Stevens and Tovey

Christine Stevens, left, and Terrel “Ned” Tovey

POCATELLO — A fracas in the Bannock County Courthouse on Wednesday morning reportedly brought commissioners’ office employees to tears and ended with a newly elected city official being escorted from the building by armed security personnel.

The incident happened around 8:50 a.m. Wednesday and involved Pocatello City Councilwoman-elect Christine Stevens, Bannock County Commissioner Terrel “Ned” Tovey and staff members within the county commissioners’ office located in the courthouse.

Tovey told the Idaho State Journal his side of the story during a telephone interview late Wednesday morning, while Stevens hosted a press conference from the driveway of her south Pocatello home Wednesday evening to relay her account of what transpired.

Both Stevens and Tovey are accusing one another of being unprofessional, rude and intimidating during the commissioners’ office brouhaha.

The dispute did not turn physical, but Bannock County Sheriff Lorin Nielsen said the incident was unnerving enough to cause a commissioners’ office staff member to trigger a silent alarm inside the office to summon four court marshals to escort Stevens from the building.

“Stevens decided to come in and berate and belittle members of my staff to the point they were in tears,” Tovey said. “When I walked out and told her to knock it off, her decorum and etiquette in understanding the professionalism of the position she will soon hold was less than ideal. I had to have the marshals remove her from the building and was very disappointed in her conduct.”

In response, Stevens said during her press conference, “I had a baffling and very unfortunate experience today at the Bannock County Courthouse that I hope is not indicative of how other citizens have been treated. I am typically not a person who deals with situations that are unpleasant or contentious in public. However, since it has come to my attention that my name and reputation are being misrepresented by this situation I feel obligated to stand up for myself while maintaining a civil and high-road approach.”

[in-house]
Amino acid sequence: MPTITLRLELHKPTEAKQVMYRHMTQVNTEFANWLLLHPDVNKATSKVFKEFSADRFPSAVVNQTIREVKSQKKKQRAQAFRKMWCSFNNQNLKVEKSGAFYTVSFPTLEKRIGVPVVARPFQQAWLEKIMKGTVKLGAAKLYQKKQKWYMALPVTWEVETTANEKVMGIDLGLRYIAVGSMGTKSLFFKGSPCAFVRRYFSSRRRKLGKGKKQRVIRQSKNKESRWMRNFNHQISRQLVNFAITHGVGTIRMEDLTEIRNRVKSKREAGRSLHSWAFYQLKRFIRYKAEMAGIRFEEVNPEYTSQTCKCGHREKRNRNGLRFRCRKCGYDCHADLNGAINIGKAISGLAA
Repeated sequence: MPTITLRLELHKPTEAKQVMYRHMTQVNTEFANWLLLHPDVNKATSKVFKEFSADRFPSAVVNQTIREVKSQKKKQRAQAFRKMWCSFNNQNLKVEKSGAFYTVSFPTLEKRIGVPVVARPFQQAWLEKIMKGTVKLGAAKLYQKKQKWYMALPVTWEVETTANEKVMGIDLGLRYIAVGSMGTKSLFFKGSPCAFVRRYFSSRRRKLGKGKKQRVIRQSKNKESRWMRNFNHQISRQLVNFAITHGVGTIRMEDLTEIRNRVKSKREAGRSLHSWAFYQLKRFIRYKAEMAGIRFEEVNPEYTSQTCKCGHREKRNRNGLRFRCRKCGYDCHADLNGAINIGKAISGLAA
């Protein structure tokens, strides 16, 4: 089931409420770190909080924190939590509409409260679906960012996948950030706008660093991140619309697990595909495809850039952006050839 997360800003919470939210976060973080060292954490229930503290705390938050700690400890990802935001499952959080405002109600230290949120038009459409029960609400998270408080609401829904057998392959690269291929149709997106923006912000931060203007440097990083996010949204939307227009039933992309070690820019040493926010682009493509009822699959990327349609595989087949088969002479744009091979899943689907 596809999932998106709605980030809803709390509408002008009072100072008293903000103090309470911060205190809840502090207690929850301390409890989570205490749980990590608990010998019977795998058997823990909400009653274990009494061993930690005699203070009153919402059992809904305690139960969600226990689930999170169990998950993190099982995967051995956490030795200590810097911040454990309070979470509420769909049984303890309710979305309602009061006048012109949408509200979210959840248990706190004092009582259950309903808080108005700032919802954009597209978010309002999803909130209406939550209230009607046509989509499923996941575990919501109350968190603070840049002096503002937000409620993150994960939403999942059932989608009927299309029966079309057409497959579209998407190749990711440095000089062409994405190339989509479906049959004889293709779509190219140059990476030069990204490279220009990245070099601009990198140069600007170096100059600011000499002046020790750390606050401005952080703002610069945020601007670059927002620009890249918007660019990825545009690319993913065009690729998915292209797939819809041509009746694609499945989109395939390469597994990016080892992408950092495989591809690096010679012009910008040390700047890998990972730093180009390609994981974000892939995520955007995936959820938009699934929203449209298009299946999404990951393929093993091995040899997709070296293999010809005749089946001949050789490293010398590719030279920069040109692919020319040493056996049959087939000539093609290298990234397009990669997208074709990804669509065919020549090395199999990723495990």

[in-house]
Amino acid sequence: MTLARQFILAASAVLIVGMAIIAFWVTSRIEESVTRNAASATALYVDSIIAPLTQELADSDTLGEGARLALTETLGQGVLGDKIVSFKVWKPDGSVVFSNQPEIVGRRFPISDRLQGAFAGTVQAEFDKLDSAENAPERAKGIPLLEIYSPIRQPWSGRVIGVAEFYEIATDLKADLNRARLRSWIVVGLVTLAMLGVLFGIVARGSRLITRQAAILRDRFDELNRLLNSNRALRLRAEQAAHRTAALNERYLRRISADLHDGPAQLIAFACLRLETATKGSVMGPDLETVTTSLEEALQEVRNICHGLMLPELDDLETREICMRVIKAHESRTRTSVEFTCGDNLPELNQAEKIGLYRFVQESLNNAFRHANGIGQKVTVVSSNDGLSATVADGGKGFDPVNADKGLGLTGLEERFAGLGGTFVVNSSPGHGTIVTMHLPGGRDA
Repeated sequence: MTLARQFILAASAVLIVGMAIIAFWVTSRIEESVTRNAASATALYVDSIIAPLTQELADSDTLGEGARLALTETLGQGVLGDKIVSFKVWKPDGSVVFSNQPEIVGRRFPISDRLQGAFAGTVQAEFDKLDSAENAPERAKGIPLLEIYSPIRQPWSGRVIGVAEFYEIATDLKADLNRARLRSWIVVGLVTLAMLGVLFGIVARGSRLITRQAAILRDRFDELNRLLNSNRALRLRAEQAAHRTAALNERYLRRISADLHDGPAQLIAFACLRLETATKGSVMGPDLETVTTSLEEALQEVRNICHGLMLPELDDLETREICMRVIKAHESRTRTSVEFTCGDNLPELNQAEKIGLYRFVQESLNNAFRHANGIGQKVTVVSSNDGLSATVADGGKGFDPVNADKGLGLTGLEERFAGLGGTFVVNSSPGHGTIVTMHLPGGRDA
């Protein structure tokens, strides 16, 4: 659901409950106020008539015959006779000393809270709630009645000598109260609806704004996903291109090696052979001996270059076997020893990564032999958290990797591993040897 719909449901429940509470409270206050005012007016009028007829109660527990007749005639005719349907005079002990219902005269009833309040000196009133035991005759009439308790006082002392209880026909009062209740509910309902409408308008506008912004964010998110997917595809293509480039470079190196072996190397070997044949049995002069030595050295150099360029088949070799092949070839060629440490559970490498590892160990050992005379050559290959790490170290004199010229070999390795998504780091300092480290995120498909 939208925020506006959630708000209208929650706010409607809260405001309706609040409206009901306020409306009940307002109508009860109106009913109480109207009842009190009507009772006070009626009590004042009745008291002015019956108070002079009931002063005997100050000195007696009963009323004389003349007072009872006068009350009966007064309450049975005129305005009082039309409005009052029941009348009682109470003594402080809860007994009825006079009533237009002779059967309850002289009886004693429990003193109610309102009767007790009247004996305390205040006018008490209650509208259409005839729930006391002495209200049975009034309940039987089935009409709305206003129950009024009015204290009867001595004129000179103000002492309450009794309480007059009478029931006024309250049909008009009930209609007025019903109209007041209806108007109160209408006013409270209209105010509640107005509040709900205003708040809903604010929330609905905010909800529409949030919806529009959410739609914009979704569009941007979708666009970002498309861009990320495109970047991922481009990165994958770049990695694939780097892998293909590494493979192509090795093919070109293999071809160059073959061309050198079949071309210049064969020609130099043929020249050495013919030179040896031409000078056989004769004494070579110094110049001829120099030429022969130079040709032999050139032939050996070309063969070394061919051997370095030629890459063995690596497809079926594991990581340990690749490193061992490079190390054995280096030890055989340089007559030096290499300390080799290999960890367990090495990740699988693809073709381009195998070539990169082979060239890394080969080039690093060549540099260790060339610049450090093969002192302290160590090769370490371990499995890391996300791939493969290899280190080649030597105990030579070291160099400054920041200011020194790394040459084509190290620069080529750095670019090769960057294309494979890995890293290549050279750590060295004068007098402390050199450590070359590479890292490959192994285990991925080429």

Stevens said she was at the courthouse with friend and retired Idaho Fish and Game fishery manager Mike Larkin to speak to the County Commission about concerns she has regarding public and private access roads throughout the county.

She said she spent several weeks researching the issue this past summer and spoke to various government entities throughout Southeast Idaho, including the Idaho Department of Fish and Game, U.S. Forest Service, Bureau of Land Management and various sheriff’s offices.

Stevens claims the Bannock County maps indicating which access roads are public and which are private have not been updated since 1990. She added that after talking to government entities about the issue, she came to the conclusion that there’s legitimate confusion surrounding access roads in the county.

Furthermore, Stevens says she submitted her findings to the Bannock County Commission in July and since then has been attempting to get a response from the commission or to set up a meeting with them to discuss the matter.

Stevens said a staff member in the commissioners’ office told her earlier that she needed to fill out a form to get added to the County Commission’s weekly meeting agenda, which is what led her to the courthouse on Wednesday morning.